Archives for posts with tag: baseball greats

Image
JOLTIN’ JOE
by Joan Jobe Smith

I’ve begun to drink from The Joe
DiMaggio Cup I’ve kept put away for
years, a black, rather pretty thing
with a wing-like handle Joe DiMaggio
drank Cappuccino from I served him
one night when I worked as a cocktail
waitress in a swanky hotel and when
Joe DiMaggio didn’t want a second one
I snuck the cup into my purse,
Joe DiMaggio’s lip prints were washed away
years ago but I like to imagine them
still there handsome-thick, dark Italian
barely middle-aged next to mine as I
sip from The Cup and wonder: if only
I hadn’t asked him something personal
about Marilyn Monroe, maybe he might’ve
flirted with my fishnet stockings
and asked me my name.

Image
DREAM OF A BASEBALL STAR
by Gregory Corso

I dreamed Ted Williams
leaning at night
against the Eiffel Tower, weeping.
 
He was in uniform
and his bat lay at his feet
–knotted and twiggy.

“Randall Jarrell says you’re a poet!” I cried.
“So do I! I say you’re a poet!”
 
He picked up his bat with blown hands;
stood there astraddle as he would in the batter’s box,
and laughed! flinging his schoolboy wrath
toward some invisible pitcher’s mound
–waiting the pitch all the way from heaven.
 
It came; hundreds came! all afire!
He swung and swung and swung and connected not one
sinker curve hook or right-down-the-middle.
A hundred strikes!
The umpire dressed in strange attire
thundered his judgment: YOU’RE OUT!
And the phantom crowd’s horrific boo
dispersed the gargoyles from Notre Dame.
 
And I screamed in my dream:
God! throw thy merciful pitch!
Herald the crack of bats!
Hooray the sharp liner to left!
Yea the double, the triple!
Hosannah the home run! 

Photo: “Lightning at the Eiffel Tower” by M. G. Loppé, 1902 (One of the earliest photographs of lightning in an urban setting.)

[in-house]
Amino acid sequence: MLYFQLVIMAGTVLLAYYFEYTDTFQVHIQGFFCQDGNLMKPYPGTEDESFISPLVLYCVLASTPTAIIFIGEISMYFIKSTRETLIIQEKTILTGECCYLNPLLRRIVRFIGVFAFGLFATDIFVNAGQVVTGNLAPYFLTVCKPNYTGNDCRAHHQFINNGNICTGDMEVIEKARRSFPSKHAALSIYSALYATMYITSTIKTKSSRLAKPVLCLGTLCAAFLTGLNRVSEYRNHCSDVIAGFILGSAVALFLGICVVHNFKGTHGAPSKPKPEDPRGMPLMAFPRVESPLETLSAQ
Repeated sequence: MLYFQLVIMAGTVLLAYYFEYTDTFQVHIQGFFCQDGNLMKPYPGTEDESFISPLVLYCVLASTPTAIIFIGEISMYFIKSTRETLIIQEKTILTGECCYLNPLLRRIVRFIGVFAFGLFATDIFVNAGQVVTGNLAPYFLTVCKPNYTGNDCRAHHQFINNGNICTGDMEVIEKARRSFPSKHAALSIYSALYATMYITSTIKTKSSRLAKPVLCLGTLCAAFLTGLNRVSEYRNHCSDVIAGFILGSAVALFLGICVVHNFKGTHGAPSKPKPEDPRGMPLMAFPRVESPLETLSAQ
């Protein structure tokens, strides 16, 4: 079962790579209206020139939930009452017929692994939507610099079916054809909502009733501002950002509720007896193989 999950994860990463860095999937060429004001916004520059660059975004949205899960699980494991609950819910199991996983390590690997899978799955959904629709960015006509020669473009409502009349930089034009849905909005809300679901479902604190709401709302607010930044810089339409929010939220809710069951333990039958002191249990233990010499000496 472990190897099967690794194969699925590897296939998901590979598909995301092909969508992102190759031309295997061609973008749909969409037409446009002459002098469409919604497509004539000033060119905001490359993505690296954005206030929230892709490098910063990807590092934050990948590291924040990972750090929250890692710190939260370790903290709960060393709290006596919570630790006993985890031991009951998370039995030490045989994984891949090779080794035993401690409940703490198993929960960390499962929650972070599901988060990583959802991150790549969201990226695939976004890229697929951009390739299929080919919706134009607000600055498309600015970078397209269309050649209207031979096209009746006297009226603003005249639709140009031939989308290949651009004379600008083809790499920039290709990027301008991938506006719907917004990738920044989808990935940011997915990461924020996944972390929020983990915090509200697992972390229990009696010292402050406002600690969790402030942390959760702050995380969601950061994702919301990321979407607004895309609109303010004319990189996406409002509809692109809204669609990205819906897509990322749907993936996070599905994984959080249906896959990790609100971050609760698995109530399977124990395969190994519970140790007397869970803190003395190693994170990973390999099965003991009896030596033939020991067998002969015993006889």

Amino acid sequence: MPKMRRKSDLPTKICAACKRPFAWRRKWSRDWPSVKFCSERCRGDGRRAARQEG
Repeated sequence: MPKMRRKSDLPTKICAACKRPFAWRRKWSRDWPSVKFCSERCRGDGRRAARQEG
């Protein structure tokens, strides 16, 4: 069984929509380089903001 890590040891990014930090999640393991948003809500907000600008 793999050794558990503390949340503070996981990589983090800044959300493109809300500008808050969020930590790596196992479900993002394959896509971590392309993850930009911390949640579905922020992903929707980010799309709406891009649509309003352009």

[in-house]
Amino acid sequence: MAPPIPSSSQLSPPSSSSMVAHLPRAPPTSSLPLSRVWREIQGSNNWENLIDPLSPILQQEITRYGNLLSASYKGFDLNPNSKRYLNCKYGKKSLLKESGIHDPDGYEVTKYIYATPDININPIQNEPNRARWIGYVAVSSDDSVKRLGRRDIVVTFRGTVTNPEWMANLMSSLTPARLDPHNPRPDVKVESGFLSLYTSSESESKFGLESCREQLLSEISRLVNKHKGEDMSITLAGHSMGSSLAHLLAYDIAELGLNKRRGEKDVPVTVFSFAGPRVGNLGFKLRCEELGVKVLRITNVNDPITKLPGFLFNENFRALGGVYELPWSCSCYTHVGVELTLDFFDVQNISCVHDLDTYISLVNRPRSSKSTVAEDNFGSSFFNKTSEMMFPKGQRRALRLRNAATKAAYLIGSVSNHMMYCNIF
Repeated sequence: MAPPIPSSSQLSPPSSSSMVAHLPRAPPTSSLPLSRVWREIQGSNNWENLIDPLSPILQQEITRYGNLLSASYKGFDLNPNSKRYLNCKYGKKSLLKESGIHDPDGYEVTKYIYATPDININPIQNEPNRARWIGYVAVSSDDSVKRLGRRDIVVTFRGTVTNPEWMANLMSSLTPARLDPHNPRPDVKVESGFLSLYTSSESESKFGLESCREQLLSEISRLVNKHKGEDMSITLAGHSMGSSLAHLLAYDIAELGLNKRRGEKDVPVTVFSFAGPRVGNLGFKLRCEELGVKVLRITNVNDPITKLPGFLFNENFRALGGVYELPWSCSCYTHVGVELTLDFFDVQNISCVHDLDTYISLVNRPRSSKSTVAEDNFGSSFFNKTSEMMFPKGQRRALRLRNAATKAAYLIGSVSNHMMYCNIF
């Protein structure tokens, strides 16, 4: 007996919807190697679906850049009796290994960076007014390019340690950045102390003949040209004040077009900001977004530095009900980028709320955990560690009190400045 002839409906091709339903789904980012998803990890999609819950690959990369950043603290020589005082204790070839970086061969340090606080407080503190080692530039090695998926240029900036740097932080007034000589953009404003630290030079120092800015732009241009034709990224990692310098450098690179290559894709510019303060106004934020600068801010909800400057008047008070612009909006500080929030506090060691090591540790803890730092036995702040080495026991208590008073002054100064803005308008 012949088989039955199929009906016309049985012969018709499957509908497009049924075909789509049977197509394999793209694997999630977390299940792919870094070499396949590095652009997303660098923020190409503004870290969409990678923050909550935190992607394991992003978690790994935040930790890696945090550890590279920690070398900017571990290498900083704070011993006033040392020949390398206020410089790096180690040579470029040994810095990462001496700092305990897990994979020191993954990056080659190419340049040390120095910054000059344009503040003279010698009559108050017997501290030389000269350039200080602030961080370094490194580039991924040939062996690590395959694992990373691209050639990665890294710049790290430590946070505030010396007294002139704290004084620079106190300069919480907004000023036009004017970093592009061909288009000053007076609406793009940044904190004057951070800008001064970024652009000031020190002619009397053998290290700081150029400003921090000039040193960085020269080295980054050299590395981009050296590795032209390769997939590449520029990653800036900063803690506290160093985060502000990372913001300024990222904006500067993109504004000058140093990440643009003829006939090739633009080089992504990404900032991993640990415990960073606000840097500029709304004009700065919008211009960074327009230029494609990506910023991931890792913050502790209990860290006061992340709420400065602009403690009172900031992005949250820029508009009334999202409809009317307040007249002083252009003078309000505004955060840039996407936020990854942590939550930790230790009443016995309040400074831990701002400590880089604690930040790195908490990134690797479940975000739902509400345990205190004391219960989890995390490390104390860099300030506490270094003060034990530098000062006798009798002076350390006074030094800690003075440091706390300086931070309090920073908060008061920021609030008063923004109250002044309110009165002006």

Image

DREAM OF A BASEBALL STAR

Poem by Gregory Corso

I dreamed Ted Williams
leaning at night
against the Eiffel Tower, weeping.
 
He was in uniform
and his bat lay at his feet
–knotted and twiggy.

“Randall Jarrell says you’re a poet!” I cried.
“So do I! I say you’re a poet!”
 
He picked up his bat with blown hands;
stood there astraddle as he would in the batter’s box,
and laughed! flinging his schoolboy wrath
toward some invisible pitcher’s mound
–waiting the pitch all the way from heaven.
 
It came; hundreds came! all afire!
He swung and swung and swung and connected not one
sinker curve hook or right-down-the-middle.
A hundred strikes!
The umpire dressed in strange attire
thundered his judgment: YOU’RE OUT!
And the phantom crowd’s horrific boo
dispersed the gargoyles from Notre Dame.
 
And I screamed in my dream:
God! throw thy merciful pitch!
Herald the crack of bats!
Hooray the sharp liner to left!
Yea the double, the triple!
Hosannah the home run! 

Photo: “Lightning at the Eiffel Tower” by M. G. Loppé, 1902 (One of the earliest photographs of lightning in an urban setting.)

Image

JOLTIN’ JOE

Poem by Joan Jobe Smith

I’ve begun to drink from The Joe
DiMaggio Cup I’ve kept put away for
years, a black, rather pretty thing
with a wing-like handle Joe DiMaggio
drank Cappuccino from I served him
one night when I worked as a cocktail
waitress in a swanky hotel and when
Joe DiMaggio didn’t want a second one
I snuck the cup into my purse,
Joe DiMaggio’s lip prints were washed away
years ago but I like to imagine them
still there handsome-thick, dark Italian
barely middle-aged next to mine as I
sip from The Cup and wonder: if only
I hadn’t asked him something personal
about Marilyn Monroe, maybe he might’ve
flirted with my fishnet stockings
and asked me my name.